Denim is without a doubt one of the most popular fabrics across the world. However, its production is not without consequence.


At the beginning of denim jeans time, back in the mid-nineteenth century when Levi Strauss and the tailor Jacob W Davis started making trousers out of denim, mainly as sturdy workwear favoured by miners and cowboys, denim was made from cotton and the distinctive indigo dye came from the Indigofera tinctoria plant.

At the turn of the century, a synthetic indigo dye was developed, and by 1920, its use had far surpassed the use of the original plant, raising the production of denim to a new high. Soon, jeans came in all shapes and forms, and with further technological developments, reached a far broader clientele than those simply interested in workwear, soon becoming a staple in everyone’s wardrobe and a garment praised by celebrities the world round.

Today, denim is ubiquitous: it is used in jeans, jackets, skirts, tops, bags and even shoes. According to a study by P&S research, the global denim market is worth some $56.178-billion, and it’s expected to hit $79.211-billion by 2023. To put things in perspective, that’s more than a trillion rand at the current exchange rate.

That popularity has also produced troublesome results where the environment is concerned, especially when it comes to water usage, the chemicals used in the growing of non-organic cotton as well as the chemicals used in the treatment of jeans.

Consider that on average, it takes some 700g of cotton to make a pair of jeans, and that amount of cotton requires some 5.6 litres of water to grow. Then, there’s the fact that these days, it’s also mixed with spandex and other polyesters, which give stretch and strength, but are non-biodegradable. Add a distressed look to the denim, and you have another layer of chemical processing.

In 2005, a “round table” initiative led by WWF and supported by major stakeholders in the cotton industry started work towards finding more sustainable solutions for cotton farming.

The result was the Better Cotton Initiative, which was officially launched in 2009. Six principles were agreed upon for sustainable cotton farming:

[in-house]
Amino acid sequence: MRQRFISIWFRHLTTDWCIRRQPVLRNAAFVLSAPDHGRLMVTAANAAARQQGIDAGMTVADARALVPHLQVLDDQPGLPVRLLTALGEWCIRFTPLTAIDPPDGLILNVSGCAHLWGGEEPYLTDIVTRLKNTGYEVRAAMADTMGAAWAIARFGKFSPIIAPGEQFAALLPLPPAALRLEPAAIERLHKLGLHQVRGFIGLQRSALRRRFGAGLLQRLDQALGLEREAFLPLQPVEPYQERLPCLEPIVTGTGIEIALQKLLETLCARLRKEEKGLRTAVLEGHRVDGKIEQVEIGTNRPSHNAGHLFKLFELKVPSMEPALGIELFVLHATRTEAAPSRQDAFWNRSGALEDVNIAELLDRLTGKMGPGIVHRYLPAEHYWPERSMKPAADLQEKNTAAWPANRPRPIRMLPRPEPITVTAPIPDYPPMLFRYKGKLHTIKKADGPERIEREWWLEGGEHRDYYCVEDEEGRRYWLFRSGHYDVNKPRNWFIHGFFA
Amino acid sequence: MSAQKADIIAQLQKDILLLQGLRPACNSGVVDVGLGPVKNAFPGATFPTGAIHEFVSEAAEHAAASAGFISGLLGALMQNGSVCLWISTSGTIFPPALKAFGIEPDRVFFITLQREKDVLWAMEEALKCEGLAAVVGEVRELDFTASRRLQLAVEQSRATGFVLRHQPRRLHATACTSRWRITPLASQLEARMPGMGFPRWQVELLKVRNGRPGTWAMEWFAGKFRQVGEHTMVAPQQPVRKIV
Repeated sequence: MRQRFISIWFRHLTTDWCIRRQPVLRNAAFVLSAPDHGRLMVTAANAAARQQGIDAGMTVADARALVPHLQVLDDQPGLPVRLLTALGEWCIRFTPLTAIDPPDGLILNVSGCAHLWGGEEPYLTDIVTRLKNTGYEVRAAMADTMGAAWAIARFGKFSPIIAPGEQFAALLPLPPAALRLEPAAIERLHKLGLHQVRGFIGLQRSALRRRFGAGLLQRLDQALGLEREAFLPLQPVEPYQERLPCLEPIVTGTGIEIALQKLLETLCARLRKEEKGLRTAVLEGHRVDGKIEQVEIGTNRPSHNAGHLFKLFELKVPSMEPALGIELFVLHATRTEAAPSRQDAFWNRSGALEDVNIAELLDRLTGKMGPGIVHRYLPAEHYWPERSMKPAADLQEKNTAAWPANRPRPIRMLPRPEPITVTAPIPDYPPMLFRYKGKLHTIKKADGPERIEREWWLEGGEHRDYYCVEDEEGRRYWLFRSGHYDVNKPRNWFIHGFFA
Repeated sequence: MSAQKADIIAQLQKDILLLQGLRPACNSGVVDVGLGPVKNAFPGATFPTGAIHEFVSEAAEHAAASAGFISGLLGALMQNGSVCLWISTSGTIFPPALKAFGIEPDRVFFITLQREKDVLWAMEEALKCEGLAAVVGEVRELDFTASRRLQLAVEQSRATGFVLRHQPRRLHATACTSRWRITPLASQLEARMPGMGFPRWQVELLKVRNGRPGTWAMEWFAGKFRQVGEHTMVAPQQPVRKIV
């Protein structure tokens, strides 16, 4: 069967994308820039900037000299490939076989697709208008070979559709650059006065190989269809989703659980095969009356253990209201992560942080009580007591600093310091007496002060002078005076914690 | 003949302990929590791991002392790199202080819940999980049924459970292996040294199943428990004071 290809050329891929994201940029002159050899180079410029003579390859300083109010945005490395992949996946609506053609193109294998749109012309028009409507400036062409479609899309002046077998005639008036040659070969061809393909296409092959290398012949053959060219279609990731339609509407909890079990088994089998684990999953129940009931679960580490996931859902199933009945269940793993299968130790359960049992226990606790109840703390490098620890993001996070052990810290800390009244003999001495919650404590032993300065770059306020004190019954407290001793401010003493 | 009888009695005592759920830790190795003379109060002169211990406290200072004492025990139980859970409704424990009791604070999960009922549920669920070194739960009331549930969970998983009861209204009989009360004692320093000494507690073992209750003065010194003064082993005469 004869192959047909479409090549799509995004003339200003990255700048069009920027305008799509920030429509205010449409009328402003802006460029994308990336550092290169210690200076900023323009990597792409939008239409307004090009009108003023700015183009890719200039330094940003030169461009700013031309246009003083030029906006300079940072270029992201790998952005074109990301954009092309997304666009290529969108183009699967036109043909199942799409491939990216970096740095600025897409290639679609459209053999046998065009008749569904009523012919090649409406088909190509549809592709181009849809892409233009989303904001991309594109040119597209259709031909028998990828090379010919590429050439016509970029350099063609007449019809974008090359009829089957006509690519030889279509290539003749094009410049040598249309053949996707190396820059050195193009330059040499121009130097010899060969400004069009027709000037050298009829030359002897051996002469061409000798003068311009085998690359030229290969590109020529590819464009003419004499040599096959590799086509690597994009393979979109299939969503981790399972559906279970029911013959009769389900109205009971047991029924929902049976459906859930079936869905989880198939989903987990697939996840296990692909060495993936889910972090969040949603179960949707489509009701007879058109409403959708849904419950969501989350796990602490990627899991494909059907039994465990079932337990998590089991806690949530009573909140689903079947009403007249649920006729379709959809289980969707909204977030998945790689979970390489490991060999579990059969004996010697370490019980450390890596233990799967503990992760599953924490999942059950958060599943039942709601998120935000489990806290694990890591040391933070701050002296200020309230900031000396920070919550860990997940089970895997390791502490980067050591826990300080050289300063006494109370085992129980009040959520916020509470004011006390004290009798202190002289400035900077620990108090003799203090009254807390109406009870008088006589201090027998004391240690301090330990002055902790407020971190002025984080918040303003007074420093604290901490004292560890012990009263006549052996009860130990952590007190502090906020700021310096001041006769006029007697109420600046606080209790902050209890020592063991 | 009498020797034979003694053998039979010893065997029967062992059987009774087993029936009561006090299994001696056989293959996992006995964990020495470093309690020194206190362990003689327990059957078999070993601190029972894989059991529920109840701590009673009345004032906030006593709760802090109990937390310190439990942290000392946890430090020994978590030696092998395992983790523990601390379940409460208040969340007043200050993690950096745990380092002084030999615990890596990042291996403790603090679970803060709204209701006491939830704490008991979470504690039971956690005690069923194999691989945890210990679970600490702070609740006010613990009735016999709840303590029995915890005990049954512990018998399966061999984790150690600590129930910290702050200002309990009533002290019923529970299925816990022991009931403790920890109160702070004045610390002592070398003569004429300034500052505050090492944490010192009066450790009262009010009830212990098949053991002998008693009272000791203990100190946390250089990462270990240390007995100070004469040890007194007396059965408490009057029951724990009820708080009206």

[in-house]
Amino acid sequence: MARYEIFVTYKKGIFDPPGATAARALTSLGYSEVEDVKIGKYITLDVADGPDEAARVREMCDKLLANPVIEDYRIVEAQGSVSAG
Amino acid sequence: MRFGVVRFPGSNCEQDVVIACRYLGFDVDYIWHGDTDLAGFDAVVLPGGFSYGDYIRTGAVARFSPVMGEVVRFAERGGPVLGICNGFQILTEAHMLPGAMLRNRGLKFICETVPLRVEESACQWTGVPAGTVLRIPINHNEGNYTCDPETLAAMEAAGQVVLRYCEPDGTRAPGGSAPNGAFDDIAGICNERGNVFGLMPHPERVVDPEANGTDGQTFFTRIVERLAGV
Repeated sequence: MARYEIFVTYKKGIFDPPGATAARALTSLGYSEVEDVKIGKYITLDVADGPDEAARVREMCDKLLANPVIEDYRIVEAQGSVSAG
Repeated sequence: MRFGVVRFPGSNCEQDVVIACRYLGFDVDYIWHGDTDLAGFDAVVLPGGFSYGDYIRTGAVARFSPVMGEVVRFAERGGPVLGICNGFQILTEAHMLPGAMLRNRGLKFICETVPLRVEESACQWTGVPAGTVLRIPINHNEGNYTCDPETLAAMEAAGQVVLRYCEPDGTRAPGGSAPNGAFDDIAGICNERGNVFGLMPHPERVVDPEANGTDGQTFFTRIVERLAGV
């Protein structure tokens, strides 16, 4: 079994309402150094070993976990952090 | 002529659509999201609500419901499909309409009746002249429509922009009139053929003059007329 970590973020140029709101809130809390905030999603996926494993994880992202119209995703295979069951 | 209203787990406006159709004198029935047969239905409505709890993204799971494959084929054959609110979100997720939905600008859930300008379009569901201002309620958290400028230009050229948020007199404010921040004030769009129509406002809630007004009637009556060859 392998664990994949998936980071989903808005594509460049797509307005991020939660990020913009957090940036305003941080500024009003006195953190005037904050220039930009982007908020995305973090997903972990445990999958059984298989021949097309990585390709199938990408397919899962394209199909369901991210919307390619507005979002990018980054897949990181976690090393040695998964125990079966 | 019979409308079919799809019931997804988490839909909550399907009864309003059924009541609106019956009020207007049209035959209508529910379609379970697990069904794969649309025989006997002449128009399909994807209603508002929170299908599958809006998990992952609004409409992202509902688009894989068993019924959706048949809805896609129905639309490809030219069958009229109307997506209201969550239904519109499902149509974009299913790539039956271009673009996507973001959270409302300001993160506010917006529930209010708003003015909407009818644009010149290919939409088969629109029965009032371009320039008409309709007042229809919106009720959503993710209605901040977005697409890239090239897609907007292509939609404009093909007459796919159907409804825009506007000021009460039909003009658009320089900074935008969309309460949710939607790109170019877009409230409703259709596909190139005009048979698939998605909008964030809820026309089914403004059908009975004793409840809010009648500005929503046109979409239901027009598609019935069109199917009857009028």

• Crop protection through limited use of pesticide and herbicide;
  • Efficient use of water, which means that farms or smallholdings must implement water management practices with emphasis on ground water and water body pollution;
  • Soil management through the enhancement of soil fertility, soil nutrient replacement and minimisation of erosion;
  • Conservation of natural habitats to enhance biodiversity;
  • The preservation of fibre quality; and
  • Decent work and fair wages, which means no child labour, no forced labour, no discrimination, plus minimum health and safety requirements for workers.

By 2014, Woolworths teamed up with WWF-SA and Green House to find the most sustainable way to produce jeans for their business, and in 2016 Woolworths joined the Better Cotton Initiative.

Since then, Woolworths has radically transformed its fashion business and over 80% of the cotton sourced is from sustainable sources, such as BCI. What this means for the chain’s RE: jeans offering is that it has become far more sustainable, with a majority of the range now incorporating BCI.

When it comes to production, more eco-friendly methods are used to get those fashionable looks. Washed-out looks are now the result of ozone-washing, a much less chemically intensive process that transforms air from the atmosphere and transforms it into ozone. This ozone can then be used to “wash down” denim. All of this is accomplished in a zero discharge process without water or chemicals and with a considerable reduction in the steps required to produce conventional denim.

The distressed look is also no longer the result of a chemically intensive process. Instead, laser technology is used to create abrasions, tears and breakages on denim.

The global apparel industry still remains one of the biggest contributors to greenhouse gas emissions. While we would all do best to reduce the amount of clothes we buy, the reality is that the demand is not decreasing just yet. So it is initiatives like these, which result in higher quality products, as well as a reduction in the use of the planet’s resources, as well as a reduction in the output of toxic chemicals, that will get us closer to a sustainable future.

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